In Book

It is common for us as lay people to have a negative reaction to sales. We are wary of the tales of those fleeced on used car lots. We easily conjure an image of the smarmy salesman in his tweed jacket, upselling us products we don’t really need.

In an age when many have forecasted the death of the salesman, Pink reverses the prophecy, asserting that we are all in sales now. More and more we own our own platforms. We are a part of the network of social reviewers, promoters, or detractors.

Sales, or moving others, extends into many areas of life. We try to teach others concepts and encourage their application. We try to persuade our teams that certain ideas have merit and warrant implementation. We try to encourage our children to walk a path of upright principles in their own lives.

Sales doesn’t have to by a hiss and a byword. By our own actions, in our own selling, we can be the sales people we want and need to be.

How does one invent the personal computer as we see and use it today? Start early in life with a father who has knowledge of and access to computer and electronics parts. Be interested in the cutting edge and being first. Spend years designing and “building” things on paper because you have no money. Don’t be obsessed with money – be more obsessed with having fun. Challenge yourself to iterate and improve your designs. Make friends with people who compliment your abilities. Be willing to do things for the lulz and without compensation. Steve Wozniak has an interesting story and obviously lots of insight on the beginnings of the personal computer and the early history of Apple. His autobiography definitely sounds like the Woz: straight-forward declarations of the great or funny things he’s done, exclamations of his own motivations, and energetic invitations for others to similarly create.

You, Inc. was an enjoyable read. It felt like skimming through the microblog of an Internet author who had collected a bunch of good aphorism and anecdotes on how to present oneself, conduct business or find happiness. My favorite tidbit, which I’ve found in Derek Siver’s decidedly better summary, is this:

“Do what you love. The money may follow and please you. The money may follow but pleases you less than you expected. The money may follow but pleases you only briefly. (Maslow said humans are only capable of temporary satisfaction. Once something satifies us, we move on to our next unsatisfied desire.) The money may not follow, which might disappoint you. But if you’re doing what you love, you will have loved what you’ve been doing. That will satisfy you so deeply that the result must either be called success or recognized as something even more enriching.”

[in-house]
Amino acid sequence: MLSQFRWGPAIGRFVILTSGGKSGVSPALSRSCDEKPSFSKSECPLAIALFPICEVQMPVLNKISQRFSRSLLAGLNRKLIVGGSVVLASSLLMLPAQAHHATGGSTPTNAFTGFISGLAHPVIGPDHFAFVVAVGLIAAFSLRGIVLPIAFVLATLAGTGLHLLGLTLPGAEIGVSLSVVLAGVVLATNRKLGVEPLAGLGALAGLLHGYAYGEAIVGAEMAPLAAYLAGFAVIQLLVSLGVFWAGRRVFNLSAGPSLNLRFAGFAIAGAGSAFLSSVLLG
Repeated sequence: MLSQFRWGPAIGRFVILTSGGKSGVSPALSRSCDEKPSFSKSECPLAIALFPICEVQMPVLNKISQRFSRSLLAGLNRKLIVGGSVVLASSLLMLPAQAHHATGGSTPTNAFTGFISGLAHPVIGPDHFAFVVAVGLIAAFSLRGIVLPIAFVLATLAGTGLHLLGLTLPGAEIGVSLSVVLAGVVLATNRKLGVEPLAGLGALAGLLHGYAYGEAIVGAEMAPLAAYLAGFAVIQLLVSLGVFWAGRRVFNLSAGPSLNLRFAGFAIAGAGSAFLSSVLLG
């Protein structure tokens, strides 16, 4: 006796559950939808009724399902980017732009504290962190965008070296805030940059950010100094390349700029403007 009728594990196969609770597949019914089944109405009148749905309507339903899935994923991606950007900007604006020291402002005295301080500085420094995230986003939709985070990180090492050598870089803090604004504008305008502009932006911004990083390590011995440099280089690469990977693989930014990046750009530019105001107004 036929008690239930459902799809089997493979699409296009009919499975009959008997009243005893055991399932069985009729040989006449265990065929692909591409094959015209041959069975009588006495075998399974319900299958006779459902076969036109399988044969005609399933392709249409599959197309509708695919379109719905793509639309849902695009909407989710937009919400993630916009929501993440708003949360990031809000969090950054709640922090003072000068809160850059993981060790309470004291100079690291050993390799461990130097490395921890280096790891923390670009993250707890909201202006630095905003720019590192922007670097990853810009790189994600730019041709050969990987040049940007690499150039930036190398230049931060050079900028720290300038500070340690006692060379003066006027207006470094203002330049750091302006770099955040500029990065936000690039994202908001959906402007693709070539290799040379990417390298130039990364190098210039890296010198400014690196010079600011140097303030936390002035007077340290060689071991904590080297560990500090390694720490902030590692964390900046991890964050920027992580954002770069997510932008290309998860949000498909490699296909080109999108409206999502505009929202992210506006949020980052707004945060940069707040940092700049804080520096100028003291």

That is a great example of the pithy thoughts that were gathered together in this book. The title could potentially be misleading. It was not droll or narcissistic. ([whew!] well at least there’s that!)

Seth challenges us to think of what we’re afraid of – what keeps us back from doing the work and making the art that we really want to. In the myth of Icarus, we’re shown that obedience to authority and not exceling beyond reasonable limits will lead to our continued existence. Seth asserts this is a deception given to us by the industrialists, a moniker given to that group of people who have built factories and molded replaceable humans, lulling them into an existence of dependency where they don’t fly too high but instead contribute to the industrialists’ own aggrandizement. Seth tries to get us to make art – more art, better art. Art, being defined in a broad sense of what is weird work and especially what we want to gift the world. He argues that in today’s connection economy, this is really the only new path to thriving.